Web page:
But he also can't leave be. He does, to his credit, focus on some texts -- The Recognitions, JR -- but image and reputation and "the respectful appraisals of contemporary critics" and biography figure all over his analysis here, often a central part of the reading experience (and integral to questions of difficulty -- if it's author X, it must be difficult, etc.).

(Posted by: complete review)

23 September 2002 - Monday

P.O.Enquist's birthday | Goytisolo conference | October Harper's

       Per Olov Enquist's birthday

       Today is Per Olov Enquist's birthday. We hadn't realized the British edition of his recent novel, The Royal Physician's Visit (see our review), just came out a few weeks ago (beaten out by the Americans by almost a year -- for shame !) or we would have mentioned that earlier, but his birthday makes for a good excuse too. So: consider checking out The Royal Physician's Visit.
       At least a few reviewers are turning their attention to Enquist and this work -- such as Caroline Moore (Sunday Telegraph, 15 September, no link):
Per Olov Enquist is not a name that will arouse much recognition in this country (...) I must confess that I have never read anything else by him; but The Visit of the Royal Physician bowled me over.
       Unfortunately, relatively little by Enquist is available in English (and, yes, his name is little-recognised in either England or the US). It's a shame -- The Visit of the Royal Physician is not an exception, but rather just one display of his talents, and he surely must be counted in the first tier of contemporary European authors.
       We can offer you reviews of a few other works to whet your appetite: Captain Nemo's Library, Downfall, and The Night of the Tribades.
       For more informations about Enquist, see also the brief biography at books and writers.

(Posted by: complete review)

       Goytisolo conference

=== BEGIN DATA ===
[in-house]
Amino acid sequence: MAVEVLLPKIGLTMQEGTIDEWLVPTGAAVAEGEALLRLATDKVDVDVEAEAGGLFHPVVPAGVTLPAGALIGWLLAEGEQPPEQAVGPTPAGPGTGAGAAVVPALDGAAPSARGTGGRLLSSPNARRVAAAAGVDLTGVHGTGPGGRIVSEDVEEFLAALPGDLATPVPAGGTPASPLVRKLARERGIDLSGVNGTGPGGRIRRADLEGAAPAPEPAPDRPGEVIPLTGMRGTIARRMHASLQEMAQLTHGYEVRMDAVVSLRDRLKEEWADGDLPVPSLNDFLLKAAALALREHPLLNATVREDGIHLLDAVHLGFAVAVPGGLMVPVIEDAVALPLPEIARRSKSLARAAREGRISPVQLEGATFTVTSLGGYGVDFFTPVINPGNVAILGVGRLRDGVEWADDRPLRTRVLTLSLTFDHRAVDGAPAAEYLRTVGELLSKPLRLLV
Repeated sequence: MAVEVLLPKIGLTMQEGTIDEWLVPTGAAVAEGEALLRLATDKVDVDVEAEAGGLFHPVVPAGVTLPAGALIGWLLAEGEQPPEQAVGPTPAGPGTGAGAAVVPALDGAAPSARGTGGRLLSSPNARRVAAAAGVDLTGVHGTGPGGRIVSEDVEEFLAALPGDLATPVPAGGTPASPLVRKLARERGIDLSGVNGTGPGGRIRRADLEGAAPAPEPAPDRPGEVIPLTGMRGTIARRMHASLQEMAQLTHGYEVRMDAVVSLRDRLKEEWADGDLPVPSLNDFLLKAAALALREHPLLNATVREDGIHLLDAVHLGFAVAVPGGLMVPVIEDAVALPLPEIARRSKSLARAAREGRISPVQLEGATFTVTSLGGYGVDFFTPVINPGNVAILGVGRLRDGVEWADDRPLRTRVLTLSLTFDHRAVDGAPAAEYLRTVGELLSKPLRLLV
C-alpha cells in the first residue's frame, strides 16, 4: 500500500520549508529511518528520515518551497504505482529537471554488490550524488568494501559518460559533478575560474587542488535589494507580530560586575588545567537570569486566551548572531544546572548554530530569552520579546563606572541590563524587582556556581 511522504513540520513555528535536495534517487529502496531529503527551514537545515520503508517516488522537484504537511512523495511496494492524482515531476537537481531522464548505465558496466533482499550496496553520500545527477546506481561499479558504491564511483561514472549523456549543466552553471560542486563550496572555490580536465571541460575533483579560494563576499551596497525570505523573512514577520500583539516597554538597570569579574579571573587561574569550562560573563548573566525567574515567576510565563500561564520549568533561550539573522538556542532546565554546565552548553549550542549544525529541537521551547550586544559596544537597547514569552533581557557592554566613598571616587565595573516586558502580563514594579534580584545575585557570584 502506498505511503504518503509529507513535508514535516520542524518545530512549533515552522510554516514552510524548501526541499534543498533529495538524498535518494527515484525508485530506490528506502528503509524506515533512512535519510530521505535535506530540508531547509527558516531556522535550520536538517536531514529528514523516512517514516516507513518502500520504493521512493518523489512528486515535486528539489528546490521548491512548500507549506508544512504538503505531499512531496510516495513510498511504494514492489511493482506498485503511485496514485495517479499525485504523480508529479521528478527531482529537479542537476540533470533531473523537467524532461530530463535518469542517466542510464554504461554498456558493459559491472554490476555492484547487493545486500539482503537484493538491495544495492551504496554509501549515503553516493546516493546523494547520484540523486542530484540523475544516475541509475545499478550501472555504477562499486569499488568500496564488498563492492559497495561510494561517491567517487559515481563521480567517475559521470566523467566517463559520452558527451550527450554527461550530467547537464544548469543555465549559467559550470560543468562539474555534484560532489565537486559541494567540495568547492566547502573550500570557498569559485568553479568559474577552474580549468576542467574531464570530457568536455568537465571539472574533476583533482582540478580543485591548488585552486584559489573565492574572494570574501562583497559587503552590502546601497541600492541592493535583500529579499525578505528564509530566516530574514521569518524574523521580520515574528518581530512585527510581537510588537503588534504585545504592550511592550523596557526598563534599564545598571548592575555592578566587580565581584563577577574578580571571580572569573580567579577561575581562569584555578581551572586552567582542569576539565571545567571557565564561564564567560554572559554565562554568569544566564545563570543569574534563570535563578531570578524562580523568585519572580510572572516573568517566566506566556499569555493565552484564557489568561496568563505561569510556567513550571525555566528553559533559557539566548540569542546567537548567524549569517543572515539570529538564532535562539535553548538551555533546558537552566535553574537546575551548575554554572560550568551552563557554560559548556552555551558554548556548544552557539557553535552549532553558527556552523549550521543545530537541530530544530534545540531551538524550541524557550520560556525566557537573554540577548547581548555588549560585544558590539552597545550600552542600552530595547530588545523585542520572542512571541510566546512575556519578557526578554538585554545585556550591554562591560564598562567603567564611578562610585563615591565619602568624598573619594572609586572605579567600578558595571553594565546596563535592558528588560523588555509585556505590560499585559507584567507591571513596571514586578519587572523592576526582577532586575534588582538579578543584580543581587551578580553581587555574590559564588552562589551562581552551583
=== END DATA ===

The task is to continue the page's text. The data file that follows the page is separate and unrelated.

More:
Another leading contemporary author, Juan Goytisolo (see our Goytisolo page), is the subject of a two-day conference at the University of East Anglia, Norwich, 4-5 October. Organized by the British Centre for Literary Translation, the conference is titled: "Territories of Life and Writing: Fiction and Autobiography in the work of Juan Goytisolo". Sounds interesting.
       It's also part of Goytisolo's UK tour, "A cock-up of a canonisation !" (2-8 October), marking the launch of the translation of his novel, A Cock-eyed Comedy. We haven't reviewed it yet, but hope to soon. Meanwhile, you can purchase a copy from And for a review, check out the one at bookmunch (they didn't like it).

(Posted by: complete review)

       The October issue of Harper's

       Magazine websites often aren't representative of the quality of the parent magazine. A good example is Harper's Magazine and its sad little site -- among the most feeble efforts to be found on the web. Too bad, because the magazine often has content of interest. The October issue (which should be on newsstands by now) certainly does.
       There's a story by John Updike, for example, for those who like that kind of thing. But of course it's the book coverage that is of greatest interest to us.
       For a few months now Guy Davenport has been writing a "New Books" column, a two-page book round-up describing a few new titles. The well-read Davenport does usually have interesting things to say (background titbits and the like), but it's not a great forum for him -- this books-in-brief presentation seems more suited to ... well, a weblog, for example, and Davenport is more fun when he is allowed to be more expansive. The books he discusses here (Alfred Maudslay and the Maya by Ian Graham, a new Kafka translation by Michael Hofmann, and a memoir (of sorts) by painter Balthus) all sound quite interesting, but it's an odd mix and there's ultimately too little information provided in this short space to satisfy.